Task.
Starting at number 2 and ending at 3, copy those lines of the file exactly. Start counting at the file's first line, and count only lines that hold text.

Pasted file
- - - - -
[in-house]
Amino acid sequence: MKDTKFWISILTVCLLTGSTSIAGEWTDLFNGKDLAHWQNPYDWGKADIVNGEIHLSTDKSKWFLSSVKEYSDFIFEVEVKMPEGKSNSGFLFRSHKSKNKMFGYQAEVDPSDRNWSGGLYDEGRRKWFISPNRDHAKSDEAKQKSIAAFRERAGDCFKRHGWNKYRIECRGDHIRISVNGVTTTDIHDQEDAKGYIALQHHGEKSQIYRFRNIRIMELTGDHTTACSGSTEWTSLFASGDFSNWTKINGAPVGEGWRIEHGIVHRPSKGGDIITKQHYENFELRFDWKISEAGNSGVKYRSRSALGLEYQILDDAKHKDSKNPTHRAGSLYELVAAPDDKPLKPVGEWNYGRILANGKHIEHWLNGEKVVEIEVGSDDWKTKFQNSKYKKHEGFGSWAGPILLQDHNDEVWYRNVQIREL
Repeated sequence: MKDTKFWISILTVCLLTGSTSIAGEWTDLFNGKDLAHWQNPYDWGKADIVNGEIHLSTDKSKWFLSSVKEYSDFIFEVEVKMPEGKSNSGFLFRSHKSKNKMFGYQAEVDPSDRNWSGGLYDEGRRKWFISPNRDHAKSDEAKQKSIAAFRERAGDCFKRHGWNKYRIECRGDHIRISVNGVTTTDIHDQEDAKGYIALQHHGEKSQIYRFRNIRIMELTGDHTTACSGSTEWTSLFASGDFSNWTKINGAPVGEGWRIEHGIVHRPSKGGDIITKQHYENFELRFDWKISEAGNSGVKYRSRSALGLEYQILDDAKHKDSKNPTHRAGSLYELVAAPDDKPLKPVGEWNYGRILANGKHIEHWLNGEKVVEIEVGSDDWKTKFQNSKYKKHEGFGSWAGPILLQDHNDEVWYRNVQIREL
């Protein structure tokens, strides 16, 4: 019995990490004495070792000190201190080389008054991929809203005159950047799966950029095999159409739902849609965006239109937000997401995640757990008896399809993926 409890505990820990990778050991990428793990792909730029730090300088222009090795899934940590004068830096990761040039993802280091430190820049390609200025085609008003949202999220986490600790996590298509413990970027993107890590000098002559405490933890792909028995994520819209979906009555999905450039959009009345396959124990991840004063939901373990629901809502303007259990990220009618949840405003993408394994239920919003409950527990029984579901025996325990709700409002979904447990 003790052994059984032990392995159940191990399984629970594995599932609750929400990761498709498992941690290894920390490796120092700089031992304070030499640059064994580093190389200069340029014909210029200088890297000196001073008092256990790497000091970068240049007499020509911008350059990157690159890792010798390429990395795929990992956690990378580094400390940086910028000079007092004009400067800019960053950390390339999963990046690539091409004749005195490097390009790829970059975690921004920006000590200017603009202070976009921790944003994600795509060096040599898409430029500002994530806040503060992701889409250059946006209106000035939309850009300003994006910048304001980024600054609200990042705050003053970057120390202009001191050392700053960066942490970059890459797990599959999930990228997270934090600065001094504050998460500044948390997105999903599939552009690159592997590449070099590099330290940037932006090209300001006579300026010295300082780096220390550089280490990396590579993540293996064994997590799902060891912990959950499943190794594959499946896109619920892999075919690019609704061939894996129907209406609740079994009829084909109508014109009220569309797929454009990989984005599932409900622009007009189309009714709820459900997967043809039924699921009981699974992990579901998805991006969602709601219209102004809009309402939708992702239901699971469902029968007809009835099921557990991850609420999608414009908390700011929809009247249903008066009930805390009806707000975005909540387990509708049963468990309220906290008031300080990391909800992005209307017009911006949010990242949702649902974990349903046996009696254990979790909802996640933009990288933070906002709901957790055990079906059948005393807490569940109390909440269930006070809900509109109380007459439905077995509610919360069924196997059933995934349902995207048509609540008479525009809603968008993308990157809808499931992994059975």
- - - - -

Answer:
Amino acid sequence: MKDTKFWISILTVCLLTGSTSIAGEWTDLFNGKDLAHWQNPYDWGKADIVNGEIHLSTDKSKWFLSSVKEYSDFIFEVEVKMPEGKSNSGFLFRSHKSKNKMFGYQAEVDPSDRNWSGGLYDEGRRKWFISPNRDHAKSDEAKQKSIAAFRERAGDCFKRHGWNKYRIECRGDHIRISVNGVTTTDIHDQEDAKGYIALQHHGEKSQIYRFRNIRIMELTGDHTTACSGSTEWTSLFASGDFSNWTKINGAPVGEGWRIEHGIVHRPSKGGDIITKQHYENFELRFDWKISEAGNSGVKYRSRSALGLEYQILDDAKHKDSKNPTHRAGSLYELVAAPDDKPLKPVGEWNYGRILANGKHIEHWLNGEKVVEIEVGSDDWKTKFQNSKYKKHEGFGSWAGPILLQDHNDEVWYRNVQIREL
Repeated sequence: MKDTKFWISILTVCLLTGSTSIAGEWTDLFNGKDLAHWQNPYDWGKADIVNGEIHLSTDKSKWFLSSVKEYSDFIFEVEVKMPEGKSNSGFLFRSHKSKNKMFGYQAEVDPSDRNWSGGLYDEGRRKWFISPNRDHAKSDEAKQKSIAAFRERAGDCFKRHGWNKYRIECRGDHIRISVNGVTTTDIHDQEDAKGYIALQHHGEKSQIYRFRNIRIMELTGDHTTACSGSTEWTSLFASGDFSNWTKINGAPVGEGWRIEHGIVHRPSKGGDIITKQHYENFELRFDWKISEAGNSGVKYRSRSALGLEYQILDDAKHKDSKNPTHRAGSLYELVAAPDDKPLKPVGEWNYGRILANGKHIEHWLNGEKVVEIEVGSDDWKTKFQNSKYKKHEGFGSWAGPILLQDHNDEVWYRNVQIREL